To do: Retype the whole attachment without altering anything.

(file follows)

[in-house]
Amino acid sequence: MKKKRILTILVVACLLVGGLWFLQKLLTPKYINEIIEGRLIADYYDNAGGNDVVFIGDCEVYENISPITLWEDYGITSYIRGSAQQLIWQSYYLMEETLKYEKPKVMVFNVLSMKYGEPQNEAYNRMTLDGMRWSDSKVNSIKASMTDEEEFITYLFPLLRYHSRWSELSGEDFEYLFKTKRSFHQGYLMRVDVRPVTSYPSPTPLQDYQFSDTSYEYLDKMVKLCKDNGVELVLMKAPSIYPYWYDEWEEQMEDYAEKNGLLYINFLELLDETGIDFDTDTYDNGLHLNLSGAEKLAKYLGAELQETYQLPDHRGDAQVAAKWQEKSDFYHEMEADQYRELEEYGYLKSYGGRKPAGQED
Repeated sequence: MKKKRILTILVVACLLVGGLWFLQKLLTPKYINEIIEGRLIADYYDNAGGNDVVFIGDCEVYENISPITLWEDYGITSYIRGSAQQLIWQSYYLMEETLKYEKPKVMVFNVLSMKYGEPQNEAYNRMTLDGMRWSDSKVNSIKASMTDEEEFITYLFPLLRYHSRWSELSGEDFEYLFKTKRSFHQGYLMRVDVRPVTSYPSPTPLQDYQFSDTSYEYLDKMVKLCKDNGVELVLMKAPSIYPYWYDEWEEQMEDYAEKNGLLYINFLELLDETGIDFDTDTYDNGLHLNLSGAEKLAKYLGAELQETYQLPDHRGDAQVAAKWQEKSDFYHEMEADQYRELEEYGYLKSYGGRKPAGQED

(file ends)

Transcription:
[in-house]
Amino acid sequence: MKKKRILTILVVACLLVGGLWFLQKLLTPKYINEIIEGRLIADYYDNAGGNDVVFIGDCEVYENISPITLWEDYGITSYIRGSAQQLIWQSYYLMEETLKYEKPKVMVFNVLSMKYGEPQNEAYNRMTLDGMRWSDSKVNSIKASMTDEEEFITYLFPLLRYHSRWSELSGEDFEYLFKTKRSFHQGYLMRVDVRPVTSYPSPTPLQDYQFSDTSYEYLDKMVKLCKDNGVELVLMKAPSIYPYWYDEWEEQMEDYAEKNGLLYINFLELLDETGIDFDTDTYDNGLHLNLSGAEKLAKYLGAELQETYQLPDHRGDAQVAAKWQEKSDFYHEMEADQYRELEEYGYLKSYGGRKPAGQED
Repeated sequence: MKKKRILTILVVACLLVGGLWFLQKLLTPKYINEIIEGRLIADYYDNAGGNDVVFIGDCEVYENISPITLWEDYGITSYIRGSAQQLIWQSYYLMEETLKYEKPKVMVFNVLSMKYGEPQNEAYNRMTLDGMRWSDSKVNSIKASMTDEEEFITYLFPLLRYHSRWSELSGEDFEYLFKTKRSFHQGYLMRVDVRPVTSYPSPTPLQDYQFSDTSYEYLDKMVKLCKDNGVELVLMKAPSIYPYWYDEWEEQMEDYAEKNGLLYINFLELLDETGIDFDTDTYDNGLHLNLSGAEKLAKYLGAELQETYQLPDHRGDAQVAAKWQEKSDFYHEMEADQYRELEEYGYLKSYGGRKPAGQED